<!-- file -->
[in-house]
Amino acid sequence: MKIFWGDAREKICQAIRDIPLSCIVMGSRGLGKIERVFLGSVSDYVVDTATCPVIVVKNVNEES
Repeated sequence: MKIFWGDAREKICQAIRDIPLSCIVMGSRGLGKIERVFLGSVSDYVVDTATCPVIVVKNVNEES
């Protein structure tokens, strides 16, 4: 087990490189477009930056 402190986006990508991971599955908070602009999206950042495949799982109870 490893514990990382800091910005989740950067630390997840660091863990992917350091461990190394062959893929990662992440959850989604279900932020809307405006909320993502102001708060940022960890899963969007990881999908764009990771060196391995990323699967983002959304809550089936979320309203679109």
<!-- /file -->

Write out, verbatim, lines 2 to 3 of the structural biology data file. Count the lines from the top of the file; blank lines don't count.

Amino acid sequence: MKIFWGDAREKICQAIRDIPLSCIVMGSRGLGKIERVFLGSVSDYVVDTATCPVIVVKNVNEES
Repeated sequence: MKIFWGDAREKICQAIRDIPLSCIVMGSRGLGKIERVFLGSVSDYVVDTATCPVIVVKNVNEES